I can picture no other actor to fill in gutsy guitar enthusiast/shrimpy teenager Marty McFly?s sneakers than Michael J. Fox. Although there were plenty of other nerdy teen performers that already had experience in hip high school flicks, Fox is the only actor I can think of who can be tough-as-nails while retaining a nerdy, twitchy persona. Marty McFly has the guts to stand up to a mammoth-like bully on his first day of school, but he just doesn?t have the heart to send in one of his recording sessions to a music dealer. His lame parents are no help, either. The scrawny, reclusive man of the house (Glover) is a spineless businessman bullied to do one of his fellow employee?s paperwork, and Marty?s overweight mother (Thompson) spends her evenings lecturing to the kids about how they should not see anyone until they know it?s true love. You question if these two even have any feelings for each other at all. She struts throughout the kitchen as if attempting to drink herself to her grave, and he snaps bitterly at the dinner table when she dreamily recalls the few precious years they spent as teenagers. It?s not that this couple is on the brink of collapse. They raise their children in a quiet, little suburban neighborhood with enough income to get them by, but the interior of their residence is more fitting for a retirement center, complete with dull wallpaper and murky light shading. They should give Home Improvement a try.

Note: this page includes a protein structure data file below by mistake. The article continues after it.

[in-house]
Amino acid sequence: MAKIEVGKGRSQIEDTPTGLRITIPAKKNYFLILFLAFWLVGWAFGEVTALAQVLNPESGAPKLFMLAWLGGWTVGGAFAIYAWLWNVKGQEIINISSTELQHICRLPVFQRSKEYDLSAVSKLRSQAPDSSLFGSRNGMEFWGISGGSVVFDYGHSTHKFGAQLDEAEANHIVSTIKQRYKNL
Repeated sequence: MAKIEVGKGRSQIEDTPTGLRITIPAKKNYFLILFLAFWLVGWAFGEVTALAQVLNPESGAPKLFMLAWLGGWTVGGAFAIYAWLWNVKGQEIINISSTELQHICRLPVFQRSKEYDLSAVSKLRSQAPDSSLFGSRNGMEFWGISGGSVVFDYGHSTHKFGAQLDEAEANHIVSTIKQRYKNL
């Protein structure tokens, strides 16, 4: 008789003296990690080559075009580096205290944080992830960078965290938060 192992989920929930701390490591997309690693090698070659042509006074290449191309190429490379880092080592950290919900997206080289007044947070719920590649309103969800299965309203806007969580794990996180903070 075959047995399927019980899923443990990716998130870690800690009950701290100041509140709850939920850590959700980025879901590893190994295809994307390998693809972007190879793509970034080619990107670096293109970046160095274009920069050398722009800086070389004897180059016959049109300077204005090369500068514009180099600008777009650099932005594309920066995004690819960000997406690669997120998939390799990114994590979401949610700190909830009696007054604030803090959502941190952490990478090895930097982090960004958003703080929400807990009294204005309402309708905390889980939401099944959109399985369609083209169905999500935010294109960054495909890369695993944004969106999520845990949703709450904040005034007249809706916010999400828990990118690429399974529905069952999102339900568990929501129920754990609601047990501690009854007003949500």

When he?s not squirming in the middle of his parents? disputes, Marty spends most of his time playing with the toys built by an eccentric inventor named Dr. Emmett Brown (Lloyd). Brown could form a Wacky Scientist social club with Dr. Frankenstein and, say, Billy Nye the Science Guy. During one late evening, Marty is summoned to the outside of a shopping mall where he will videotape the birth of Dr. Brown?s latest creation. He is stunned out of his mind to see the testing of a time machine built out of a Delorean, but after being chased by a group of nuclear-hungry terrorists, he literally rockets to the year 1955. This is where the film takes a slightly dramatic turn. While feasting his eyes on the glorious sights that the fifties had to offer young teens, such as the revolutionary jukebox and the astonishingly cheap music records, he runs into his parents. The dweeby teenage version of his father is nothing different than the adult version: a scrawny, spineless pushover, easily talked into any situation that might get him into trouble at school. The meeting with his mother is much more severe. During what is supposed to be the first meeting of his parents, Marty is run over by his future grandfather?s vehicle, and awakens in his mother?s bedroom, who falls head over heels for her own son at first glance. This is where he rushes to the aid of a younger Dr. Brown, who teaches the teenager that he must have his mother fall in love with his father before the whole space time continuum is disrupted! Oh, and he must help him get back to his own time as well.